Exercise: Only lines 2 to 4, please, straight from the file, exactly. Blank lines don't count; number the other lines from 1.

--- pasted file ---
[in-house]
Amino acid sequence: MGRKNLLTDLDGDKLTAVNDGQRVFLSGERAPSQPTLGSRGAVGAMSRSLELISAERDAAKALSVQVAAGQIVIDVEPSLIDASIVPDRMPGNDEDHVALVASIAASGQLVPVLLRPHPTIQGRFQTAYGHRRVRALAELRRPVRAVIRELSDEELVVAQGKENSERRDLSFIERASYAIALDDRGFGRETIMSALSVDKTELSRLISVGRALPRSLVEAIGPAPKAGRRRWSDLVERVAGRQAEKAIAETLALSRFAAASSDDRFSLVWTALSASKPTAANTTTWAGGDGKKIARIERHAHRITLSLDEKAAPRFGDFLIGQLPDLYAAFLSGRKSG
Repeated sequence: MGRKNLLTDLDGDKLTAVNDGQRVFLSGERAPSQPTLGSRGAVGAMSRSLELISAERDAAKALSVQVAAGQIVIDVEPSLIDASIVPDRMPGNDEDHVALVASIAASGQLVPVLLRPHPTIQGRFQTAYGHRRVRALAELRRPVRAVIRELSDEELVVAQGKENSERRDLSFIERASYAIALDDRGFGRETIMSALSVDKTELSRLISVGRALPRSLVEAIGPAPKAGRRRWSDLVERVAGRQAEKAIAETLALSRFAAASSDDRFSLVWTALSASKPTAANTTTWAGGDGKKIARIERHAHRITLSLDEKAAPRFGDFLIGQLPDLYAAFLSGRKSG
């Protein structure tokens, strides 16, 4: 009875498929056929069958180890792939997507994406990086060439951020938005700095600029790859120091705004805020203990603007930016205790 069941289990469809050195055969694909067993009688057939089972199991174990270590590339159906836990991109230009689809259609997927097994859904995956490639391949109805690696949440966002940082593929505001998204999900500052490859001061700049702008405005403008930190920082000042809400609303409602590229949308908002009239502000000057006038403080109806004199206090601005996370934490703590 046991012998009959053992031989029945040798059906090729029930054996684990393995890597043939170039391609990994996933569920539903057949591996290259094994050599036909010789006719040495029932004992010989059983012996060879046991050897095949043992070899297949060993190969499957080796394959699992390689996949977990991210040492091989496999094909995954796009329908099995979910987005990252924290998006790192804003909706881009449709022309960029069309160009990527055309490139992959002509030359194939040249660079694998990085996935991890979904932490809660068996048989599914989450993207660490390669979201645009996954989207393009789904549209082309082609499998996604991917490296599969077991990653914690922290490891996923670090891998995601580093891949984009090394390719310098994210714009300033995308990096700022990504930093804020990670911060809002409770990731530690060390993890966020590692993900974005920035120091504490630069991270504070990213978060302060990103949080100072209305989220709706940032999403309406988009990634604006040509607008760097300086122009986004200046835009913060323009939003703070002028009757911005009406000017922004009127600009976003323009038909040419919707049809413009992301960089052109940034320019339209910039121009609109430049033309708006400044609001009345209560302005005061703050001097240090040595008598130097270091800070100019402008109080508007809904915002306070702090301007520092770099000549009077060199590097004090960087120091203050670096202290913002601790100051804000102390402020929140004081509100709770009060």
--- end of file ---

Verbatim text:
Amino acid sequence: MGRKNLLTDLDGDKLTAVNDGQRVFLSGERAPSQPTLGSRGAVGAMSRSLELISAERDAAKALSVQVAAGQIVIDVEPSLIDASIVPDRMPGNDEDHVALVASIAASGQLVPVLLRPHPTIQGRFQTAYGHRRVRALAELRRPVRAVIRELSDEELVVAQGKENSERRDLSFIERASYAIALDDRGFGRETIMSALSVDKTELSRLISVGRALPRSLVEAIGPAPKAGRRRWSDLVERVAGRQAEKAIAETLALSRFAAASSDDRFSLVWTALSASKPTAANTTTWAGGDGKKIARIERHAHRITLSLDEKAAPRFGDFLIGQLPDLYAAFLSGRKSG
Repeated sequence: MGRKNLLTDLDGDKLTAVNDGQRVFLSGERAPSQPTLGSRGAVGAMSRSLELISAERDAAKALSVQVAAGQIVIDVEPSLIDASIVPDRMPGNDEDHVALVASIAASGQLVPVLLRPHPTIQGRFQTAYGHRRVRALAELRRPVRAVIRELSDEELVVAQGKENSERRDLSFIERASYAIALDDRGFGRETIMSALSVDKTELSRLISVGRALPRSLVEAIGPAPKAGRRRWSDLVERVAGRQAEKAIAETLALSRFAAASSDDRFSLVWTALSASKPTAANTTTWAGGDGKKIARIERHAHRITLSLDEKAAPRFGDFLIGQLPDLYAAFLSGRKSG
């Protein structure tokens, strides 16, 4: 009875498929056929069958180890792939997507994406990086060439951020938005700095600029790859120091705004805020203990603007930016205790 069941289990469809050195055969694909067993009688057939089972199991174990270590590339159906836990991109230009689809259609997927097994859904995956490639391949109805690696949440966002940082593929505001998204999900500052490859001061700049702008405005403008930190920082000042809400609303409602590229949308908002009239502000000057006038403080109806004199206090601005996370934490703590 046991012998009959053992031989029945040798059906090729029930054996684990393995890597043939170039391609990994996933569920539903057949591996290259094994050599036909010789006719040495029932004992010989059983012996060879046991050897095949043992070899297949060993190969499957080796394959699992390689996949977990991210040492091989496999094909995954796009329908099995979910987005990252924290998006790192804003909706881009449709022309960029069309160009990527055309490139992959002509030359194939040249660079694998990085996935991890979904932490809660068996048989599914989450993207660490390669979201645009996954989207393009789904549209082309082609499998996604991917490296599969077991990653914690922290490891996923670090891998995601580093891949984009090394390719310098994210714009300033995308990096700022990504930093804020990670911060809002409770990731530690060390993890966020590692993900974005920035120091504490630069991270504070990213978060302060990103949080100072209305989220709706940032999403309406988009990634604006040509607008760097300086122009986004200046835009913060323009939003703070002028009757911005009406000017922004009127600009976003323009038909040419919707049809413009992301960089052109940034320019339209910039121009609109430049033309708006400044609001009345209560302005005061703050001097240090040595008598130097270091800070100019402008109080508007809904915002306070702090301007520092770099000549009077060199590097004090960087120091203050670096202290913002601790100051804000102390402020929140004081509100709770009060």